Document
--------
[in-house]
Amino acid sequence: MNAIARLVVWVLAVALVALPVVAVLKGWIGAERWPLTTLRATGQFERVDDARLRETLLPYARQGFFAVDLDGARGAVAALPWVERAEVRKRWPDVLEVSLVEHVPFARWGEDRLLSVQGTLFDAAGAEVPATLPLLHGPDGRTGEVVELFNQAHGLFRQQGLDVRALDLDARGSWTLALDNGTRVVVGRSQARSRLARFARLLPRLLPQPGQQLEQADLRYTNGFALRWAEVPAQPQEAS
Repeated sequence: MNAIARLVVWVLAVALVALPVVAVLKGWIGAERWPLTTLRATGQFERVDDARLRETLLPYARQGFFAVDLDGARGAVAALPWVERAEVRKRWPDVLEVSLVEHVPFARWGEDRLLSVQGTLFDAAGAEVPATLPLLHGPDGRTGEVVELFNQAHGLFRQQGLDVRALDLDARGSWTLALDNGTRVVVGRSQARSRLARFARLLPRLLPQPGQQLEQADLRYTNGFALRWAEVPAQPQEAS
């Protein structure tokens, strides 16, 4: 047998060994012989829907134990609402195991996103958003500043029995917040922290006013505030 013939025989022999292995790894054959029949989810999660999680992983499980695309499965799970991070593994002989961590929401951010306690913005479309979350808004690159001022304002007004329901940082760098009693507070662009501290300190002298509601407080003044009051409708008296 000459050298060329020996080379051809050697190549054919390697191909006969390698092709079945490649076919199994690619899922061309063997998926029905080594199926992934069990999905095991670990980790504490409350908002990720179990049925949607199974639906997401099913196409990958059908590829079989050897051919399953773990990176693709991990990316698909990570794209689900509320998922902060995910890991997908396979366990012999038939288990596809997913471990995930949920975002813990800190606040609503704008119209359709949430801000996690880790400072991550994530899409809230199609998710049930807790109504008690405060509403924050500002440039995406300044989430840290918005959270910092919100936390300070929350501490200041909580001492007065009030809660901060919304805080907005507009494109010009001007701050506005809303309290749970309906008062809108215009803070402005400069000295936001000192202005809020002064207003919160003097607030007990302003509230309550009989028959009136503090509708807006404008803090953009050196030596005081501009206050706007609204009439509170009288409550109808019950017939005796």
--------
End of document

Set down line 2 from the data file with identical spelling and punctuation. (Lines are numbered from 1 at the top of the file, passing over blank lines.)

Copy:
Amino acid sequence: MNAIARLVVWVLAVALVALPVVAVLKGWIGAERWPLTTLRATGQFERVDDARLRETLLPYARQGFFAVDLDGARGAVAALPWVERAEVRKRWPDVLEVSLVEHVPFARWGEDRLLSVQGTLFDAAGAEVPATLPLLHGPDGRTGEVVELFNQAHGLFRQQGLDVRALDLDARGSWTLALDNGTRVVVGRSQARSRLARFARLLPRLLPQPGQQLEQADLRYTNGFALRWAEVPAQPQEAS